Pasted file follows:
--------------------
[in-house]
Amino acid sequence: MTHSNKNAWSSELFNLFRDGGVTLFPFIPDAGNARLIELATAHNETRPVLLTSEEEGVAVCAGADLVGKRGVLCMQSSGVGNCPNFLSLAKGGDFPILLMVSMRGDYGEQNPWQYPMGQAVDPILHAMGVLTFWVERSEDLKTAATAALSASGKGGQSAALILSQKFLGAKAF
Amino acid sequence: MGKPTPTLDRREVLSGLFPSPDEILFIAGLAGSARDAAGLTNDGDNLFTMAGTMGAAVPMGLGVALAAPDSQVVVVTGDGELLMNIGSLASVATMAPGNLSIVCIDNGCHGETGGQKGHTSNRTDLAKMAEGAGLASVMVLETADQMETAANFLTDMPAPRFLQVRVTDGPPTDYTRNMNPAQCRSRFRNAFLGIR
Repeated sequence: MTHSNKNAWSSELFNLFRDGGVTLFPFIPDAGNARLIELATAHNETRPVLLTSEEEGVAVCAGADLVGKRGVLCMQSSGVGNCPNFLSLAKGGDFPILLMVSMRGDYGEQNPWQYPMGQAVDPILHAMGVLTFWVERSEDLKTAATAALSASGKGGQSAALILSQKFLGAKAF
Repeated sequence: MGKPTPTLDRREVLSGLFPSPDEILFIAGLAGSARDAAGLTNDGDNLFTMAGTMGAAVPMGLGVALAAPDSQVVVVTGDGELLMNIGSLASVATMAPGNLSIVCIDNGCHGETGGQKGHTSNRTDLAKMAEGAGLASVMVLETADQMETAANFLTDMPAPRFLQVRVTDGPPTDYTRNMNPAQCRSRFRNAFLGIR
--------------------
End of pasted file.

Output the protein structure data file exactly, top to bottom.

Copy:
[in-house]
Amino acid sequence: MTHSNKNAWSSELFNLFRDGGVTLFPFIPDAGNARLIELATAHNETRPVLLTSEEEGVAVCAGADLVGKRGVLCMQSSGVGNCPNFLSLAKGGDFPILLMVSMRGDYGEQNPWQYPMGQAVDPILHAMGVLTFWVERSEDLKTAATAALSASGKGGQSAALILSQKFLGAKAF
Amino acid sequence: MGKPTPTLDRREVLSGLFPSPDEILFIAGLAGSARDAAGLTNDGDNLFTMAGTMGAAVPMGLGVALAAPDSQVVVVTGDGELLMNIGSLASVATMAPGNLSIVCIDNGCHGETGGQKGHTSNRTDLAKMAEGAGLASVMVLETADQMETAANFLTDMPAPRFLQVRVTDGPPTDYTRNMNPAQCRSRFRNAFLGIR
Repeated sequence: MTHSNKNAWSSELFNLFRDGGVTLFPFIPDAGNARLIELATAHNETRPVLLTSEEEGVAVCAGADLVGKRGVLCMQSSGVGNCPNFLSLAKGGDFPILLMVSMRGDYGEQNPWQYPMGQAVDPILHAMGVLTFWVERSEDLKTAATAALSASGKGGQSAALILSQKFLGAKAF
Repeated sequence: MGKPTPTLDRREVLSGLFPSPDEILFIAGLAGSARDAAGLTNDGDNLFTMAGTMGAAVPMGLGVALAAPDSQVVVVTGDGELLMNIGSLASVATMAPGNLSIVCIDNGCHGETGGQKGHTSNRTDLAKMAEGAGLASVMVLETADQMETAANFLTDMPAPRFLQVRVTDGPPTDYTRNMNPAQCRSRFRNAFLGIR